Yukon Gold Potato - © spudsmart.com

Happy Birthday, Yukon Gold!

I can hardly believe it’s been that long. I remember when the Yukon Gold Potato was first introduced. I was just a kid, then, and just learning to appreciate food, and I thought, “Why do we need another Potato?” Well, the Yukon Gold turns 50 this week and it’s definitely stood the test of time!

Smashed Yukons - © thepristineolive.caLovely, golden, crispy ‘Smashed’ Yukon Golds. Just add Salt,
Pepper, Garlic and Herbs, and enjoy!

I know that intro dates me badly, but I think my experience over all those years, along with my culinary training, qualifies me to comment on ‘Canada’s Potato’ on its Golden Jubilee.

A truly Canadian Tuber

The Yukon Gold we know today was officially bred in 1966 after a 30-year development process spearheaded by University of Guelph scientist Garry Johnston. The idea was to create a Yellow-fleshed spud that would grow well in cooler climates. But the Gold was not ‘mined’ commercially until 1980. It took 15 years for the new variety to catch on and be cultivated in volume.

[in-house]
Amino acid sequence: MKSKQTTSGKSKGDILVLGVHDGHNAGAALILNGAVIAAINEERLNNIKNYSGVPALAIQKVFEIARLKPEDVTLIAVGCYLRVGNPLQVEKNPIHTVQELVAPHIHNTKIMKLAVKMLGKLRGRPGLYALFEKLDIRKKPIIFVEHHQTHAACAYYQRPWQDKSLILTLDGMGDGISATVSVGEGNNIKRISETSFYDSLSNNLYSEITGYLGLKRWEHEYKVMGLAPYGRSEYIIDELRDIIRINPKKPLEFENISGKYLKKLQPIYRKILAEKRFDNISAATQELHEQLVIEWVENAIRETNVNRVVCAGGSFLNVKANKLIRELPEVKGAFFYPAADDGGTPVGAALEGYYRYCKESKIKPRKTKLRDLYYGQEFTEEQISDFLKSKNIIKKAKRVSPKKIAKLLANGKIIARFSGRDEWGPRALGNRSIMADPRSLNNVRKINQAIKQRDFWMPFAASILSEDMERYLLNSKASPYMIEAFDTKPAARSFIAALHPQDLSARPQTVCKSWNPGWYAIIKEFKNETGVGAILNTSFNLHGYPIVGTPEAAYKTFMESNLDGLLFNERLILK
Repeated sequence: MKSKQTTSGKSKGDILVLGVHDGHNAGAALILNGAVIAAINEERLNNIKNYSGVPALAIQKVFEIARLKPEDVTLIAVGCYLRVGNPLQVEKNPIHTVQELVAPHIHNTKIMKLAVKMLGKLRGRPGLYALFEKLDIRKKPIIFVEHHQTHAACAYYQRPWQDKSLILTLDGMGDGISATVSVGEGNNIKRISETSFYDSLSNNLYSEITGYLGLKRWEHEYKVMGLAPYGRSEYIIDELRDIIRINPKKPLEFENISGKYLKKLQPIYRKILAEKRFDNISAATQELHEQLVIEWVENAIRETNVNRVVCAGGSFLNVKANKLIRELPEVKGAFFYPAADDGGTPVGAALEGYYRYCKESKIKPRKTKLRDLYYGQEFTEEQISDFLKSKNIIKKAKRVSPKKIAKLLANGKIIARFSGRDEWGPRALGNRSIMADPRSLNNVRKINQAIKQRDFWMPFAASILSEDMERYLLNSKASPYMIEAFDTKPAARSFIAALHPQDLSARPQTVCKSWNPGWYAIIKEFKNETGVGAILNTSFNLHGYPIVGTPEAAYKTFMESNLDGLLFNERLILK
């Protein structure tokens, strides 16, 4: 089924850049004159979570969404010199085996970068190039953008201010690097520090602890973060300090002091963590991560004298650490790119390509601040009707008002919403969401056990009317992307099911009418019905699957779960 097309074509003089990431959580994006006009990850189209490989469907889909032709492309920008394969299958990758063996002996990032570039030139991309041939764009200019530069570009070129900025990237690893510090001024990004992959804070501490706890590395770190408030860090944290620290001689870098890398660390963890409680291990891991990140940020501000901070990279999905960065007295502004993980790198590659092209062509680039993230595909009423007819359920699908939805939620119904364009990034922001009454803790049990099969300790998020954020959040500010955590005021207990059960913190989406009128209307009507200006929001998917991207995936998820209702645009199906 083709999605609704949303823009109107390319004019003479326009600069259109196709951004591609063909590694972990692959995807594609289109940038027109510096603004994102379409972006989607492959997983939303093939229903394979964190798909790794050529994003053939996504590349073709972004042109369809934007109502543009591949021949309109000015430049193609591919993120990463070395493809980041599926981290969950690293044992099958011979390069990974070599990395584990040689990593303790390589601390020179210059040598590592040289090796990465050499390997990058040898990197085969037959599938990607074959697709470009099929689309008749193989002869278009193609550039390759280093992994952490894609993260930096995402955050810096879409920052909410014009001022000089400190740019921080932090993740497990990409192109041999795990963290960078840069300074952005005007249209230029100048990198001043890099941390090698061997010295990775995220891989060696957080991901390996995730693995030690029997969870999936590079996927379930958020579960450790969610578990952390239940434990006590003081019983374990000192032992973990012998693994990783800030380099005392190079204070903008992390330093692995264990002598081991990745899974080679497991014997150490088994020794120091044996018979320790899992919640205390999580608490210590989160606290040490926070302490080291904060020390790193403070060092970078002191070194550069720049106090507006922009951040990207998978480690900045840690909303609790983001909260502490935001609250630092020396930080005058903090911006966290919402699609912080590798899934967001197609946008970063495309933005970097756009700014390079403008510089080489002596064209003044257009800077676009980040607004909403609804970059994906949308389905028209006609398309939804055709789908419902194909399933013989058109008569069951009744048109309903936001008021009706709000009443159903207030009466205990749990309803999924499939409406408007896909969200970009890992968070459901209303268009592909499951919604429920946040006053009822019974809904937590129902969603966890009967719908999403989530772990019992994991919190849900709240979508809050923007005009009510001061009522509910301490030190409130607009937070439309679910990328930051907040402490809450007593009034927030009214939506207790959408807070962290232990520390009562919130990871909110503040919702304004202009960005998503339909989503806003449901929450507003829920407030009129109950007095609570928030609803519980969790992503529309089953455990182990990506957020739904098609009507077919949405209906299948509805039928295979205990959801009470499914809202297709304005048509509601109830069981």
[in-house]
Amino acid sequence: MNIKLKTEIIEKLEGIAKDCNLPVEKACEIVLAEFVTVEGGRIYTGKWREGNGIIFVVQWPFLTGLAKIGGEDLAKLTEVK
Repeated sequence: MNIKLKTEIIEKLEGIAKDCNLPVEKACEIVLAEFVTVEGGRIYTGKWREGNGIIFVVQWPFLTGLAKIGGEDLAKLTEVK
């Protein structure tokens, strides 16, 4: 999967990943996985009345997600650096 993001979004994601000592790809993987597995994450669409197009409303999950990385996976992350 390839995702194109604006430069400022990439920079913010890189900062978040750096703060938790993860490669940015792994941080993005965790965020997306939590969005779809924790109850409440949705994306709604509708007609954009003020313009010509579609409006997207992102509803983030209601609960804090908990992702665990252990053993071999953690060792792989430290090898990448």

The Yukon Gold is what we in the food service biz call a Chef’s or All-Purpose Potato. It’s on the waxy side, rather than the starchy side, but it’s soft enough to sit in for a Russet. You can boil it, mash it, fry it, roast it, deep fry it or even bake it. Although, I’ll always go for a good, old-fashioned Russet for baking and mashing. It is distinguished visually by its smooth skin and distinct yellow colour. The Gold’s flavour has been described as ‘Buttery’, ‘rich’ and ‘sweet’. It’s known for producing high yields and storing well. What more could you ask for?

How about some serving suggestions?

I particularly like the Gold for oven roasting. That includes Greek Potatoes and Roasted Wedges. I also like to get small or ‘baby’ Yukon Golds and boil them whole, skin on, then crush them into little patties. Then, I brush them with Oil or Butter, and sprinkle on a little Garlic, Salt, Pepper and Herbs according to my whim of the moment. Then, it’s under the broiler for a few minutes, until they get golden on top and skin starts to crisp up. You can use any sort of Potato for this, but Yukon Gold has the rest of them beat, both on texture and flavour.

MAJOR TIP: I love Yukon Golds in Scalloped Potatoes. Major flavour, there, and they’re never hard or under-cooked.

If you like your Potato Salad on the soft side, or follow the old European recipe which uses mashed potatoes, Yukon Gold is the spud for you! Just vary the cooking time according to the texture you want.

Yukon Golds are good for pan frying, Home Fries and Hash Browns, too. It’s something about the texture. And their unique colour and flavour just get richer in contact with hot oil!

So, Happy Birthday, Yukon Gold!

You’ve earned international popularity over the years and you’re ensured of many more…

~ Maggie J.